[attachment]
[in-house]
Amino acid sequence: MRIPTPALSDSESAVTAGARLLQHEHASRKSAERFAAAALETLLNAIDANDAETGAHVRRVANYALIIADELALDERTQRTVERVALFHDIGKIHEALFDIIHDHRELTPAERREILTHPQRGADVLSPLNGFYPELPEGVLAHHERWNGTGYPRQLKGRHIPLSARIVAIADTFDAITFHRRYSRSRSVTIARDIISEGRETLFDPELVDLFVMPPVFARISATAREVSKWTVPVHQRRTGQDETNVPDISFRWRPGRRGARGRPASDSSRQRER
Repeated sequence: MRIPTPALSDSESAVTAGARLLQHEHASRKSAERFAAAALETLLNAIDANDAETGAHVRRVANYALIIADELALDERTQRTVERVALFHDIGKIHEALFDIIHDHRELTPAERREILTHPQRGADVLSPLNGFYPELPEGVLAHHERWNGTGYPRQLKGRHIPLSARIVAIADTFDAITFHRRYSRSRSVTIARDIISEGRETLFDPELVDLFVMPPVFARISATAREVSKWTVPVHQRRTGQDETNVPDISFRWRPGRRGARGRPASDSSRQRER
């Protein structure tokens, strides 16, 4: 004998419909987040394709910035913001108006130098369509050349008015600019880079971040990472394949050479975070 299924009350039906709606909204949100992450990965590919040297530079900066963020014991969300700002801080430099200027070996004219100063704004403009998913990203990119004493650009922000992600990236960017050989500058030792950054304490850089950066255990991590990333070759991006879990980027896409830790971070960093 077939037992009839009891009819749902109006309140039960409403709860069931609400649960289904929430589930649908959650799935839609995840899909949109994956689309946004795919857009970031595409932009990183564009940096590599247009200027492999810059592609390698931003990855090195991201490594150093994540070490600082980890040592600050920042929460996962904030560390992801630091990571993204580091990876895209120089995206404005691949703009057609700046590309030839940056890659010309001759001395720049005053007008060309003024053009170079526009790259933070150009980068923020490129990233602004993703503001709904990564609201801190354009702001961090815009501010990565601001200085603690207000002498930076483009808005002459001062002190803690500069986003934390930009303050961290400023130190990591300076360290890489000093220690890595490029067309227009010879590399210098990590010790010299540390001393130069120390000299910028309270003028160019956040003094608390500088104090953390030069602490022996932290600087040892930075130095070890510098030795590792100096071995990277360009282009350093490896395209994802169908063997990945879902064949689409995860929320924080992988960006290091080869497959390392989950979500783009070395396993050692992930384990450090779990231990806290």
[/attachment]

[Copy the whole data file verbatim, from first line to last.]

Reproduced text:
[in-house]
Amino acid sequence: MRIPTPALSDSESAVTAGARLLQHEHASRKSAERFAAAALETLLNAIDANDAETGAHVRRVANYALIIADELALDERTQRTVERVALFHDIGKIHEALFDIIHDHRELTPAERREILTHPQRGADVLSPLNGFYPELPEGVLAHHERWNGTGYPRQLKGRHIPLSARIVAIADTFDAITFHRRYSRSRSVTIARDIISEGRETLFDPELVDLFVMPPVFARISATAREVSKWTVPVHQRRTGQDETNVPDISFRWRPGRRGARGRPASDSSRQRER
Repeated sequence: MRIPTPALSDSESAVTAGARLLQHEHASRKSAERFAAAALETLLNAIDANDAETGAHVRRVANYALIIADELALDERTQRTVERVALFHDIGKIHEALFDIIHDHRELTPAERREILTHPQRGADVLSPLNGFYPELPEGVLAHHERWNGTGYPRQLKGRHIPLSARIVAIADTFDAITFHRRYSRSRSVTIARDIISEGRETLFDPELVDLFVMPPVFARISATAREVSKWTVPVHQRRTGQDETNVPDISFRWRPGRRGARGRPASDSSRQRER
């Protein structure tokens, strides 16, 4: 004998419909987040394709910035913001108006130098369509050349008015600019880079971040990472394949050479975070 299924009350039906709606909204949100992450990965590919040297530079900066963020014991969300700002801080430099200027070996004219100063704004403009998913990203990119004493650009922000992600990236960017050989500058030792950054304490850089950066255990991590990333070759991006879990980027896409830790971070960093 077939037992009839009891009819749902109006309140039960409403709860069931609400649960289904929430589930649908959650799935839609995840899909949109994956689309946004795919857009970031595409932009990183564009940096590599247009200027492999810059592609390698931003990855090195991201490594150093994540070490600082980890040592600050920042929460996962904030560390992801630091990571993204580091990876895209120089995206404005691949703009057609700046590309030839940056890659010309001759001395720049005053007008060309003024053009170079526009790259933070150009980068923020490129990233602004993703503001709904990564609201801190354009702001961090815009501010990565601001200085603690207000002498930076483009808005002459001062002190803690500069986003934390930009303050961290400023130190990591300076360290890489000093220690890595490029067309227009010879590399210098990590010790010299540390001393130069120390000299910028309270003028160019956040003094608390500088104090953390030069602490022996932290600087040892930075130095070890510098030795590792100096071995990277360009282009350093490896395209994802169908063997990945879902064949689409995860929320924080992988960006290091080869497959390392989950979500783009070395396993050692992930384990450090779990231990806290």